News » Whistler

Hill makes it three in a row

Good visibility but challenging conditions for ski touring race

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In the women’s race category the top racer was Jeannie Wall of Bozeman, Montana and the Atomic-Patagonia team. She finished in 1:56.41, more than 14 minutes ahead of her closest competitor.

She was also relieved that the visibility improved from Friday to Saturday. "We thought it would be Arctic winds and cold," she said.

Although things did clear up, she said she still did get a little vertigo during the race when the clouds moved in and you couldn’t tell what was in front of you or how fast you were moving.

Gear was also a challenge, with most competitors having problems with skins sticking to the snow and vice-versa. Luckily she brought a back-up pair of skins to use that didn’t have that problem.

"You can’t pick your conditions, you have to show up on the day ready to race," she said.

While challenging, she says the Whistler course isn’t as physically demanding as others on the five stop Randonnee Rally tour.

"It’s not as hard as Jackson Hole or Alta (ski resorts), but I like the fact that there’s more alpine. It’s also the only course where they left you off-piste, because there are no liability laws in Canada."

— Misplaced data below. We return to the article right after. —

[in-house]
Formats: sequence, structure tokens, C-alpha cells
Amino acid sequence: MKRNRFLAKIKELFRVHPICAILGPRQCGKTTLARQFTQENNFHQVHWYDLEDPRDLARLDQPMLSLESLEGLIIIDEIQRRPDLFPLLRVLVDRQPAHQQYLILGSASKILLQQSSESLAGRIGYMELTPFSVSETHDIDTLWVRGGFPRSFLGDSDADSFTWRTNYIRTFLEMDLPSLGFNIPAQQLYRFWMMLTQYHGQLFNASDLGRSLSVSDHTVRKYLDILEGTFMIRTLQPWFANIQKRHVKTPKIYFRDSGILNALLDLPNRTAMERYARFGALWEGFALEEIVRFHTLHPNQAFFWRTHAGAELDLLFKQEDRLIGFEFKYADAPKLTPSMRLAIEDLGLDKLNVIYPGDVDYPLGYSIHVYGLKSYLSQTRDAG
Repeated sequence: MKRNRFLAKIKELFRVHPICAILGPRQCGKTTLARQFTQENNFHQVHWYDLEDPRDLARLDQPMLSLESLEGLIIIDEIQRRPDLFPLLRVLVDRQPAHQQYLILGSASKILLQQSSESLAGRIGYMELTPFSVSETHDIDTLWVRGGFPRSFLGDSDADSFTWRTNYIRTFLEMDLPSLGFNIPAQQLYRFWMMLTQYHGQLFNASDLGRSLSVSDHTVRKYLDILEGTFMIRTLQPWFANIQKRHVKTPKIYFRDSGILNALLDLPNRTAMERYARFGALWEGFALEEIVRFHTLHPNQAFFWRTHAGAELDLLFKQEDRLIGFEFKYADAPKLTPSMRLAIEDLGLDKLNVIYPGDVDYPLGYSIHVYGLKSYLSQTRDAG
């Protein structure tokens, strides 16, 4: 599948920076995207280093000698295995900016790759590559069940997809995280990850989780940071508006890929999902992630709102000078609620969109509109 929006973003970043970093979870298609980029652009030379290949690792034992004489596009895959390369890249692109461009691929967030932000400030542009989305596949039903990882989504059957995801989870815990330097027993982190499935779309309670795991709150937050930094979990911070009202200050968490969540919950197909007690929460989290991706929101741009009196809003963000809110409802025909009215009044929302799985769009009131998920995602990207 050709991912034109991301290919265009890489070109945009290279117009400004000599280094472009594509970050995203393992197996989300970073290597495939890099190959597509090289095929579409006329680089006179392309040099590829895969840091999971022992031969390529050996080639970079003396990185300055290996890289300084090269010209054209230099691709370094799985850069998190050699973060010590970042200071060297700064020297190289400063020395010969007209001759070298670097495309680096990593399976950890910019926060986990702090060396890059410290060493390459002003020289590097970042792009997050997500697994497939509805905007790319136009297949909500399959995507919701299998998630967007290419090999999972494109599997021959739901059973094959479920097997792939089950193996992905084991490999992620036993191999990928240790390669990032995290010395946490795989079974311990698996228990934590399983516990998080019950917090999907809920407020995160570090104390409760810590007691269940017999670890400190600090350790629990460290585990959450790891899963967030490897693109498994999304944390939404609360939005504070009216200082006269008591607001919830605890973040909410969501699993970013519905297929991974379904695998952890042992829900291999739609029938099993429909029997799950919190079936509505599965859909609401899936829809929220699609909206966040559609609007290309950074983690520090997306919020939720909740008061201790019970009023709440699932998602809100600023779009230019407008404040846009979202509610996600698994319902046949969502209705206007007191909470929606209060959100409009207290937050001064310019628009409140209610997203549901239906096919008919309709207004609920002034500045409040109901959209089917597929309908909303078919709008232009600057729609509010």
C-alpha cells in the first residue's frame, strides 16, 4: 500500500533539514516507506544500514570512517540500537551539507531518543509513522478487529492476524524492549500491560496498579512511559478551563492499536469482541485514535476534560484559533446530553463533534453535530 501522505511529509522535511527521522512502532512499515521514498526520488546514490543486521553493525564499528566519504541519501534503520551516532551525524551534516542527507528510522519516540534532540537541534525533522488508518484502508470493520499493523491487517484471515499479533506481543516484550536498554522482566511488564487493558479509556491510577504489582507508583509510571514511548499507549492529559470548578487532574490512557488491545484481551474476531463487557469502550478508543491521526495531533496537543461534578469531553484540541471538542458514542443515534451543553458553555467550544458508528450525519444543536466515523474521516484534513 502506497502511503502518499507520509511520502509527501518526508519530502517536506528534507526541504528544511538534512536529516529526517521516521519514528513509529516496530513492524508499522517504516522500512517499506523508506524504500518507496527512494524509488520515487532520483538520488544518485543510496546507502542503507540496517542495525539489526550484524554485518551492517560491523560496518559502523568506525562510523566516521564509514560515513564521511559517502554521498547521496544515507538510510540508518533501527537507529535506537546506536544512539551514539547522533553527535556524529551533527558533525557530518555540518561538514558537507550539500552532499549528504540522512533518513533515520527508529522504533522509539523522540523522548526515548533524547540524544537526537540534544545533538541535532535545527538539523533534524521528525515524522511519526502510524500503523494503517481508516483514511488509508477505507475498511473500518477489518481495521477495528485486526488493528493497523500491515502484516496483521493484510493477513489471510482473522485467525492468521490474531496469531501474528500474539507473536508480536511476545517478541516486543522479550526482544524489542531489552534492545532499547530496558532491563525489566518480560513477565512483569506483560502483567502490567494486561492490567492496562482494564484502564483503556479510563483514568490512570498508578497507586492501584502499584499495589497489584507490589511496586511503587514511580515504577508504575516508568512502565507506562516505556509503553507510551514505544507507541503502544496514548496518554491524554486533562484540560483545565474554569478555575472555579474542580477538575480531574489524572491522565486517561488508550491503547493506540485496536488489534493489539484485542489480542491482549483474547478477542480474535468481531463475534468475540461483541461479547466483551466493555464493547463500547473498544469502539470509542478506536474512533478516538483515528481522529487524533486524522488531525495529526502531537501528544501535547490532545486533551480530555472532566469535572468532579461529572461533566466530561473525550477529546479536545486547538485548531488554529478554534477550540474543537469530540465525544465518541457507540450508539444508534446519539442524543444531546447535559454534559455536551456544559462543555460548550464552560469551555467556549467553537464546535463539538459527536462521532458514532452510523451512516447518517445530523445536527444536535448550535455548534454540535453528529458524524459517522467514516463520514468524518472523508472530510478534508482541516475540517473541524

Wall is a former competitive cross-country racer, and says the Randonnee series appeals to her because it mixes those skills with her love for alpine skiing. She also enjoys the technical aspect of the race, and the transitions from climbing to descending that you have to make along the way.

It also helps to have strong competitors in front. For the first part of the race Wall followed a couple of guys. With a track to follow and someone just ahead, she said she was able to keep her head down and race. When she was on her own towards the end of the race, she says it was harder to get her bearings.

"Before I could just follow the steps, but when I was on my own I really have to look where I’m going. There are no trees up high, and if you don’t know the mountain it can still be kind of tricky. It’s easier to figure that out together."

Wall was followed by Monique Merill of Breckenridge, Colorado and Anna Keeling of Lehi, Utah.

In the men’s recreational race, which took place on a shorter course with about 2,500 vertical feet of climbing, Troy Jungen of Revelstoke was the leader in 1:22.21. He was followed by Jimmy Rogers of North Vancouver and Mathew Hart of Seattle in times of 1:34.28 and 1:36.22.